Kolache – Fillings

(from cokerlj’s recipe box)

For Dough…see “Kolache – Dough” recipe. Most of these recipes originated in Czechoslovakia and were brought to America by my grandmother in the late 1800’s. There have been changes made throughout the years to meet modern ingredient requirements. To make the authentic poppy seed filling you will need a poppy seed grinder. You can find one on the internet, about $40. There are other methods for this and I will go over those in the directions. Each Czech family has their own version of fillings and dough…this is ours…and I believe to be the most authentic. I would not attempt to make kolaches unless you are familiar with yeast dough as they are difficult.

Source: Millie Vasek Bartek, Linda Bartek Coker

Categories: Breads, Czech Family Recipes, Pastries

Ingredients

  • CRUMB TOPPING "POSIPKA":
  • 1 cup flour
  • 1 1/2 cups sugar
  • 1 stick margarine or butter melted.
  • -
  • CHERRY FILLING:
  • 16 ounce can tart water-packed, pitted red sour cherries
  • 1 cup sugar
  • 1/2 stick margarine
  • 3 heaping tablespoons Minute tapioca
  • 1 tablespoon flour
  • 1 teaspoon vanilla
  • red food coloring (optional)
  • -
  • PRUNE FILLING or APPLE FILLING:
  • 16 ounce package dry pitted prunes OR apples
  • 1 teaspoon cinnamon
  • 1/2 cup sugar
  • 1 teaspoon vanilla
  • 3 tablespoons canned milk
  • -
  • APRICOT FILLING or PEACH FILLING:
  • 12 ounce package dry apricots OR peaches
  • 1 cup sugar
  • 8 ounce jar apricot preserves or peach preserves
  • 1 teaspoon vanilla
  • 2 tablespoons margarine
  • -
  • PINEAPPLE FILLING:
  • 16 ounce can crushed pineapple
  • 1/2 stick margarine
  • 3 tablespoons canned milk
  • 1/2 cup sugar
  • 1 heaping tablespoon flour
  • 1 teaspoon vanilla
  • -
  • CHEESE FILLING:
  • 8 ounces small curd cottage cheese
  • 8 ounces cream cheese
  • 2 egg yolks
  • 1 heaping tablespoon flour
  • 1 teaspoon lemon juice
  • 1/2 teaspoon lemon zest (optional)
  • 1/2 cup sugar
  • 1 heaping tablespoon Minute tapioca
  • 1 teaspoon vanilla
  • -
  • POPPY SEED FILLING:
  • 1 cup poppy seed, ground (see directions for options)
  • 1 1/2 cups milk
  • 1/2 cup sugar
  • pinch salt
  • 1/2 stick margarine
  • 2 heaping tablespoons flour
  • 1/2 cup sweet cream
  • 1 teaspoon vanilla
  • -
  • SAUSAGE:
  • Eckrich Skinless Polish Kielbasa OR your favorite Polish style sausage, pre-cooked

Directions

  1. CRUMB TOPPING: This resembles the topping on top of a “Dutch Apple Pie”. mix flour with sugar and add melted margarine, enough to make crumbly and buttery, but not soggy. This should be placed on kolache filling as you fill each pan before baking and final rising. You will still want to brush with cream and sprinkle with sugar as directed in the Kolache – Dough recipe.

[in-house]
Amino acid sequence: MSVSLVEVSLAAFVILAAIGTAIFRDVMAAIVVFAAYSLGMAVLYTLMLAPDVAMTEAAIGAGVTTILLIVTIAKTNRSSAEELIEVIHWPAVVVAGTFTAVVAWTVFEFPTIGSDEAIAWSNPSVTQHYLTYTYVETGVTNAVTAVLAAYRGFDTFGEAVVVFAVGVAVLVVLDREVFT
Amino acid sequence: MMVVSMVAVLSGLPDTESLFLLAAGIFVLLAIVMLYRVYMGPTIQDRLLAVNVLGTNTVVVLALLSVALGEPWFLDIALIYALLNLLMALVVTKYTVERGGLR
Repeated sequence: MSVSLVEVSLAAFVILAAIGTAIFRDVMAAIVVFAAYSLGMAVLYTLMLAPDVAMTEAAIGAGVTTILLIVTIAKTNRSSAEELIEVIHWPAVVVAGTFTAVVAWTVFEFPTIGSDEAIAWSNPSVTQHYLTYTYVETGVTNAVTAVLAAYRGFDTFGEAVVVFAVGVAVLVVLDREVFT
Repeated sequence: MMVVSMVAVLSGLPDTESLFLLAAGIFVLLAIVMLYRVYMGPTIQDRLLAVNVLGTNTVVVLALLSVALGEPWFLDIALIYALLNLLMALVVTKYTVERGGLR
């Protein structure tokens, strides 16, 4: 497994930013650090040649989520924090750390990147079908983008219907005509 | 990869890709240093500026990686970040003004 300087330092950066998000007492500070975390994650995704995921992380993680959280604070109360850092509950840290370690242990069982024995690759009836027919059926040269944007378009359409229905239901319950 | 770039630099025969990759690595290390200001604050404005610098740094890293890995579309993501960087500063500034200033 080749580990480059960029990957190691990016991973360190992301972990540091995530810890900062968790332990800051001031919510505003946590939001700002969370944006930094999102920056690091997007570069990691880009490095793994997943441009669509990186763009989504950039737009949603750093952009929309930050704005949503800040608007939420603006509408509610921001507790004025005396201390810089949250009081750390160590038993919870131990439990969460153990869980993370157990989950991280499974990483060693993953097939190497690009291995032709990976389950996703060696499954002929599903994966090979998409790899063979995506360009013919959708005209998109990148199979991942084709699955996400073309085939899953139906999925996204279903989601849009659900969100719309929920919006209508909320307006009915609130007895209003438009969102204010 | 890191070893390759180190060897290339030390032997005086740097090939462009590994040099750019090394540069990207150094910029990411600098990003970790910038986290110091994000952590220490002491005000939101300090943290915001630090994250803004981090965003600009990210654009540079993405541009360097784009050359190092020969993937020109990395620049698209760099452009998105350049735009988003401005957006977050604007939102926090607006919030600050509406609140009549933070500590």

2. TIP: Make fillings the day before, do not refrigerate, except for the cheese filling; they should be at room temperature or your dough will not rise around the cold filling…take cheese out of fridge prior to making dough so it too will come to room temp. Also, do not make your poppy seed filling the day ahead, it gets too thick in the fridge and will sour if left out, so it gets made usually while my dough is doing its first rising. Of course you can purchase canned pie fillings of even special “Solo” brand fillings…I don’t think they taste as good as the ones you will make. If you do choose to use the canned fillings, please season and “doctor” them up by adding extra margarine, cream/canned milk, vanilla, and/or cinnamon if called for in my recipe. Also, if you decide to make the 12 dozen batch dough you will want to double or even triple some of your favorite filling recipes. When you double or triple, you don’t always have to double or triple the other ingredients called for…taste and adjust sugar and other ingredients as you go.

  3. CHERRY FILLING: Bring cherries to a slow simmer. Mix flour, sugar and tapioca together. Add to cherries. Add margarine. Bring to a slow boil and cook, stirring for about 10 minutes or until thickened. Add vanilla. Taste as you go. If you are increasing amount you will not need larger amount of margarine, taste for sweetness before adding entire amount of sugar…and you may need to add more flour and/or tapioca to thicken.